“Two Branches of One Tree: The Fellowship of Confession and Mission” by Martin Franzmann

The following article is posted on Concordia Theology.

The following op piece from one of our former professors could have been written yesterday. It was written in 1952. It seems like the either/or that we so often experience in our synodical fellowship today has been with us for a very long while. But Martin Franzmann has put his finger on the tragic result: our infighting has made us theomachoi–fighters against God. If our church is declining, it shouldn’t be a mystery. But let us listen once again to the inestimable Franzmann:


Professor Kinder coined this phrase to characterize a phenomenon common in present-day theology: the setting up of false alternatives. One is reminded of it when one surveys the thinking and feeling on the question of church fellowship within our Synod and within the Synodical Conference. We are in danger, it would seem, of making two trees of what God intended to be two branches of one tree. Two points of view, the confessional and exclusive emphasis, on the one hand, and the witness and outreach emphasis, on the other, tend to absolutize themselves; and two things, both good and holy and altogether laudable in themselves, are in danger of becoming exclusive and antithetical opposites, and each is therefore in danger of becoming a one-sided caricature of itself.

The confessional and exclusive outlook or emphasis operates by preference with passages like Romans 16: 17ff. and 2 John 9-11 and has in it an uncompromising zeal for the glory of God and the truth of His Word. It emphasizes the severity and the inescapability of the either/or which loyalty to the One Lord and His Word involves. It therefore emphasizes the authority and the infallibility of the Word. It is conscious, too, of the weight of history, of the burden which the past imposes on the present; it reminds us that history is with us and upon us and that we cannot shuffle it off by saying so, that we are all of us since Adam born into a given situation with which we must deal. That is the health and strength of this emphasis, and the Church should be everlastingly grateful to the voices that sound the confessional note for us, in season and out.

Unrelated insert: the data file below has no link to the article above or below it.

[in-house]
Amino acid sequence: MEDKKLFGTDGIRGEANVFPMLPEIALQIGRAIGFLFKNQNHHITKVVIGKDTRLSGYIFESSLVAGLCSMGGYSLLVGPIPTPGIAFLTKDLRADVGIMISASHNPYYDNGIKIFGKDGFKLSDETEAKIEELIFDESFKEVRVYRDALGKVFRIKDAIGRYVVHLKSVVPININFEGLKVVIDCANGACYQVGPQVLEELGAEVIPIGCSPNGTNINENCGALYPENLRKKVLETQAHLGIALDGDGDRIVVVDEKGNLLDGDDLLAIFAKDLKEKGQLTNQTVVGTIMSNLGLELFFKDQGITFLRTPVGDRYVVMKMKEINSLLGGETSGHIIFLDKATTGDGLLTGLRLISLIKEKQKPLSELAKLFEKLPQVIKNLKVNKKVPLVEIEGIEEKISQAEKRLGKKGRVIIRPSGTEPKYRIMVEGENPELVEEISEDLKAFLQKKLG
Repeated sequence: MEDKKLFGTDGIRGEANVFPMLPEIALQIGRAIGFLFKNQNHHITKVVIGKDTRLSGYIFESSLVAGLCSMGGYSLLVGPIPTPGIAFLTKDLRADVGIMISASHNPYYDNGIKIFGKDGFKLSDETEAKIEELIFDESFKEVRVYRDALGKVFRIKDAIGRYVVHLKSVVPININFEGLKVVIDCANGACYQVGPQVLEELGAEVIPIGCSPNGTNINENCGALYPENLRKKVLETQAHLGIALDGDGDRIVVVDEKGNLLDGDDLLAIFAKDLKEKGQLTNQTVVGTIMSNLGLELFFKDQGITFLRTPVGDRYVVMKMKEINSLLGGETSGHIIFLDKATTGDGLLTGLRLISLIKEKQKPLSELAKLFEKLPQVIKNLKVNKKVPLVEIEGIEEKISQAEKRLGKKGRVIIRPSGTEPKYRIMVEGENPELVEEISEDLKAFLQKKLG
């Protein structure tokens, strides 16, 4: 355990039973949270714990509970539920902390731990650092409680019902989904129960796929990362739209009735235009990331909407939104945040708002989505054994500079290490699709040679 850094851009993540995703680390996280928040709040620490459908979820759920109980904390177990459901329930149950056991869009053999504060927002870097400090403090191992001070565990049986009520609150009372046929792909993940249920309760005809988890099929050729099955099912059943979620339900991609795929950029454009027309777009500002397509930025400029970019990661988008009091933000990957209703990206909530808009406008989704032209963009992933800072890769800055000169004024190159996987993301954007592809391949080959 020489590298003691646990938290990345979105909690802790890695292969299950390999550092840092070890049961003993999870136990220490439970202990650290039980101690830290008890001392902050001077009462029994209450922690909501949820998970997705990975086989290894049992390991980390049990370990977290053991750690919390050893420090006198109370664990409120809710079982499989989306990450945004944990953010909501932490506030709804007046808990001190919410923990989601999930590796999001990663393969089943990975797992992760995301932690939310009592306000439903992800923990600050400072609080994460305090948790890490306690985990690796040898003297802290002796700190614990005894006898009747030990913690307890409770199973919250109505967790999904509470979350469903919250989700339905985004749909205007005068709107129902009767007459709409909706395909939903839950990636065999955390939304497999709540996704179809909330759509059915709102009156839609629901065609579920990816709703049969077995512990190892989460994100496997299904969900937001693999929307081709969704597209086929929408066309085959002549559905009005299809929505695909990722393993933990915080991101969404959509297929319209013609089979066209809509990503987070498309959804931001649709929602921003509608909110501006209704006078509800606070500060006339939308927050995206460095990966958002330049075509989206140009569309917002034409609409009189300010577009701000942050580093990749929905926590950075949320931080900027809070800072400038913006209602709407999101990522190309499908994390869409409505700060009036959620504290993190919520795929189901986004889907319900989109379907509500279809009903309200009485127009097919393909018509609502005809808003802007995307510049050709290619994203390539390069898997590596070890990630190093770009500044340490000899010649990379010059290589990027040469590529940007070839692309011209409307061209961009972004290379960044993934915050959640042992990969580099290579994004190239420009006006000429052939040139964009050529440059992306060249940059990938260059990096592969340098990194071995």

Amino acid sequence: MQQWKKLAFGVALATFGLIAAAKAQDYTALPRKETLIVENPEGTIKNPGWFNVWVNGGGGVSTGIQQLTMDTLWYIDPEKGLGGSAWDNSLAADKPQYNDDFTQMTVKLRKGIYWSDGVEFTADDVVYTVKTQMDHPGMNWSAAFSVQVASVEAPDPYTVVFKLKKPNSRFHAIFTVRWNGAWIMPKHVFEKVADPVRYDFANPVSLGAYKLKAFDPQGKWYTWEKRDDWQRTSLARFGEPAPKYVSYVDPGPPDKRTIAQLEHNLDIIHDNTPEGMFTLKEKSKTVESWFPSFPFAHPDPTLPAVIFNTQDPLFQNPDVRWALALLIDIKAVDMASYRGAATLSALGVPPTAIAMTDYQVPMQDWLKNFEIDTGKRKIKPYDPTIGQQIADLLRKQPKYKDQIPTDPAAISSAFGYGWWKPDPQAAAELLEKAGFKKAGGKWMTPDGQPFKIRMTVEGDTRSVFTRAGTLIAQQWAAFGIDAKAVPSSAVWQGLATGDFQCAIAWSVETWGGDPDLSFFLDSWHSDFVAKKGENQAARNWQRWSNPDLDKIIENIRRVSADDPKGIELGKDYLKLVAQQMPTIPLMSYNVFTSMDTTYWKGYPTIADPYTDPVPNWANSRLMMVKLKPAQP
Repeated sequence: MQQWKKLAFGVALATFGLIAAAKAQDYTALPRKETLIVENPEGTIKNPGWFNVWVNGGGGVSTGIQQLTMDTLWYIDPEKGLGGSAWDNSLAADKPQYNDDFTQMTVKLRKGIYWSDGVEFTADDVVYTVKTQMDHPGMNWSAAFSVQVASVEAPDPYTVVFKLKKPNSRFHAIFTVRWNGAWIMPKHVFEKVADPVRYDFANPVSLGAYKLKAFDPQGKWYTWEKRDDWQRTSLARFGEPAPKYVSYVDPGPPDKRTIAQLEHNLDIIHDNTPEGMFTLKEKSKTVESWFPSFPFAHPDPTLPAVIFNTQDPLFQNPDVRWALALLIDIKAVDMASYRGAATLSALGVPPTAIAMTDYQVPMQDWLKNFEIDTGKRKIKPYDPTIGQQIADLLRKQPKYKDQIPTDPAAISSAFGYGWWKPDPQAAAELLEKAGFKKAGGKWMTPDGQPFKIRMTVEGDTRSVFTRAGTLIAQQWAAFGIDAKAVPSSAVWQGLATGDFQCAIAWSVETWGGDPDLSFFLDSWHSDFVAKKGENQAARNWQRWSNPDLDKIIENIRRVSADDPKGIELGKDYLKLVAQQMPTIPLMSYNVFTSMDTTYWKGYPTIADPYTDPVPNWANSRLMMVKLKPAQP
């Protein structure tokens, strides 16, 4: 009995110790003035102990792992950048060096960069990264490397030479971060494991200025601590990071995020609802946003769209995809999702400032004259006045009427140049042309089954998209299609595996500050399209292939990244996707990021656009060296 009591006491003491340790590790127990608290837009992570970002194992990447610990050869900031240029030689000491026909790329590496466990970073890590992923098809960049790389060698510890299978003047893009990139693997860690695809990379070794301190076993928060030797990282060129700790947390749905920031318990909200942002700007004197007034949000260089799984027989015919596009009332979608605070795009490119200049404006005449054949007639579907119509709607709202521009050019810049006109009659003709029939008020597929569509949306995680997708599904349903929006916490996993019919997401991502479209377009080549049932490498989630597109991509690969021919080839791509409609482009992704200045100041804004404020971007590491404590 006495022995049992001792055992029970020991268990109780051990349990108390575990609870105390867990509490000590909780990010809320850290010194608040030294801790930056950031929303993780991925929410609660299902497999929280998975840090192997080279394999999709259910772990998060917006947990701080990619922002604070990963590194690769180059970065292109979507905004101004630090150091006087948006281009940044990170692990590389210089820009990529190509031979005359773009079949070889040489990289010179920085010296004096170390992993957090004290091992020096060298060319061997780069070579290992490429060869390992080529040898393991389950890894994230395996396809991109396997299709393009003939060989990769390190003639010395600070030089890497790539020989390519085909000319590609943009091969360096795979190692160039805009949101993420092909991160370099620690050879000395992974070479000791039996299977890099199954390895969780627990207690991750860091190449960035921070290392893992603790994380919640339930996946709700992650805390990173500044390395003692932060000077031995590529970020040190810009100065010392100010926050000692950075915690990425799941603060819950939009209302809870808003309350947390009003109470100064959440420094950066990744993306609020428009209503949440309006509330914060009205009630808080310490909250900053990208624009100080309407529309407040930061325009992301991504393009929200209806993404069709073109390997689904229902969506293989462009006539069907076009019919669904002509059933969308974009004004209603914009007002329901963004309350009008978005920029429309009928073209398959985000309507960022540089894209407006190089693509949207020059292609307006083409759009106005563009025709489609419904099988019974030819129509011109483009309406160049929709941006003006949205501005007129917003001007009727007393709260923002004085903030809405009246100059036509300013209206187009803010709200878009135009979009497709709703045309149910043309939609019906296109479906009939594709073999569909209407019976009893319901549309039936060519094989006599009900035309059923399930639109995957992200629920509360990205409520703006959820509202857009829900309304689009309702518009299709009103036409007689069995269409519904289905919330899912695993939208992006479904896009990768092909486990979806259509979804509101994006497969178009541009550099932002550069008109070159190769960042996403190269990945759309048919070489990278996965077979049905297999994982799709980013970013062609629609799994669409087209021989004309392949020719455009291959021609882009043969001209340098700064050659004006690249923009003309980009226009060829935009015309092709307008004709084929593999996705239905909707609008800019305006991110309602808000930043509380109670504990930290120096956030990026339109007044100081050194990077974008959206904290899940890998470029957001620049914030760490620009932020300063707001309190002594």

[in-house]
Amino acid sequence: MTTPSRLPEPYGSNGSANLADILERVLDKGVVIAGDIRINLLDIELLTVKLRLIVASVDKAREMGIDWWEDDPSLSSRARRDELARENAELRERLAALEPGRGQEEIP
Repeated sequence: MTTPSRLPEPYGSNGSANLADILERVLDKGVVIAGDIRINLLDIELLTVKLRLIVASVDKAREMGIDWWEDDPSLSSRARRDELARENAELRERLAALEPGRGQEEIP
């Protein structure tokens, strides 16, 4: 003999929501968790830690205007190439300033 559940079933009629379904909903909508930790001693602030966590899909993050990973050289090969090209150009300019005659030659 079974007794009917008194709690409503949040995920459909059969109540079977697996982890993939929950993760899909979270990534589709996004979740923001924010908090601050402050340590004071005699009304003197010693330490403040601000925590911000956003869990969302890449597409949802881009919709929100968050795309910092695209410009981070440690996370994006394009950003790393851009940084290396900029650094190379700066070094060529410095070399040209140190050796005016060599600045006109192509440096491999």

But a thing that is good is not necessarily in itself complete. Romans 16:17 ff. and 2 John 9-11 are not the whole of Scripture on fellowship; and we must in charity warn our brethren against incompleteness and one-sidedness; they dare not, for their own health’s sake and for the sake of the health of the Church, continue to bite on iron until they lose all taste for honey and the honeycomb. They dare not, in their emphasis on the authority of the Word, unconsciously grow distrustful of the power and efficacy of that Word; it overcomes and has its victories still in the twentieth century as well as in the sixteenth or the nineteenth. They dare not, in their zeal to learn history’s lessons and to be guided and instructed by history, let themselves be hag-ridden by history until they lapse into a mood not far removed from fatalism, a temper that is likely to confuse rigidity with strength and is inclined to see in the oversimple answer the only and honest answer. (St. Paul, for instance, found it necessary to give a long and rather complicated answer to the question, ” May a Christian eat meat offered to idols? “). Such is the strength, and the weakness, of the confessional exclusive emphasis.

The other, the witness and outreach emphasis, is also marked by a holy sense of responsibility; it hears the Lord’s words: “Ye shall be witnesses unto Me!”; it lives in fear of hiding that one talent which is death to hide, of becoming the light under a bushel and the salt turned saltless. Over against the Word it shows a glad and confident trust in the power and efficacy of God’s Word and in the continuity of the Spirit’s working: it looks toward the one new man as the goal and intention of the Lord of the Church at work in the Church through His Spirit. Over against history it emphasizes the ongoing character of history, the fact that no situation in history is forever static; each new day in history is, for it, a new opportunity for the Church, which the past cannot completely overshadow or destroy. Such is its strength, and a healthy Church will thank God for those who sound this note.

To read the rest of Franzmann’s article, click on: Two Branches.

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